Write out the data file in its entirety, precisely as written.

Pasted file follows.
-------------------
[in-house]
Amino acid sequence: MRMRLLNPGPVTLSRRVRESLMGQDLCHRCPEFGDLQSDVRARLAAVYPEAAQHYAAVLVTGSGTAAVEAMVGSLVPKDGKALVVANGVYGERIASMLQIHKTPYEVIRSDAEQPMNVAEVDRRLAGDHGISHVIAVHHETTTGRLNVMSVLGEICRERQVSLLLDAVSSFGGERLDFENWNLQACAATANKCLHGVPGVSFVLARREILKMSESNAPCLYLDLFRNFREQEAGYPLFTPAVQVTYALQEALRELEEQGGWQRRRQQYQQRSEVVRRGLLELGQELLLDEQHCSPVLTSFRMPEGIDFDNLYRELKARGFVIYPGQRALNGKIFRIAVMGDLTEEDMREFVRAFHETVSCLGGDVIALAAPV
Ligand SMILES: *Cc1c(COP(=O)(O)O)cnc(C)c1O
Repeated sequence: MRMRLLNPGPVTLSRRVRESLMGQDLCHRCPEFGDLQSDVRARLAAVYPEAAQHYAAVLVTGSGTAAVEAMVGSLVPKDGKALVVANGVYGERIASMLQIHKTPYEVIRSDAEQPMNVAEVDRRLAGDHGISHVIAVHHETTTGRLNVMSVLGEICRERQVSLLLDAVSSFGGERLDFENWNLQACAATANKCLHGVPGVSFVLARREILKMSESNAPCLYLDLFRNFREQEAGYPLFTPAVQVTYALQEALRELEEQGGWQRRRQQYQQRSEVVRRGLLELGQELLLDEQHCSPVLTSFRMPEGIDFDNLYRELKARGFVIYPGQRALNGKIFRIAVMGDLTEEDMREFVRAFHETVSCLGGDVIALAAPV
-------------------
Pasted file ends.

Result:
[in-house]
Amino acid sequence: MRMRLLNPGPVTLSRRVRESLMGQDLCHRCPEFGDLQSDVRARLAAVYPEAAQHYAAVLVTGSGTAAVEAMVGSLVPKDGKALVVANGVYGERIASMLQIHKTPYEVIRSDAEQPMNVAEVDRRLAGDHGISHVIAVHHETTTGRLNVMSVLGEICRERQVSLLLDAVSSFGGERLDFENWNLQACAATANKCLHGVPGVSFVLARREILKMSESNAPCLYLDLFRNFREQEAGYPLFTPAVQVTYALQEALRELEEQGGWQRRRQQYQQRSEVVRRGLLELGQELLLDEQHCSPVLTSFRMPEGIDFDNLYRELKARGFVIYPGQRALNGKIFRIAVMGDLTEEDMREFVRAFHETVSCLGGDVIALAAPV
Ligand SMILES: *Cc1c(COP(=O)(O)O)cnc(C)c1O
Repeated sequence: MRMRLLNPGPVTLSRRVRESLMGQDLCHRCPEFGDLQSDVRARLAAVYPEAAQHYAAVLVTGSGTAAVEAMVGSLVPKDGKALVVANGVYGERIASMLQIHKTPYEVIRSDAEQPMNVAEVDRRLAGDHGISHVIAVHHETTTGRLNVMSVLGEICRERQVSLLLDAVSSFGGERLDFENWNLQACAATANKCLHGVPGVSFVLARREILKMSESNAPCLYLDLFRNFREQEAGYPLFTPAVQVTYALQEALRELEEQGGWQRRRQQYQQRSEVVRRGLLELGQELLLDEQHCSPVLTSFRMPEGIDFDNLYRELKARGFVIYPGQRALNGKIFRIAVMGDLTEEDMREFVRAFHETVSCLGGDVIALAAPV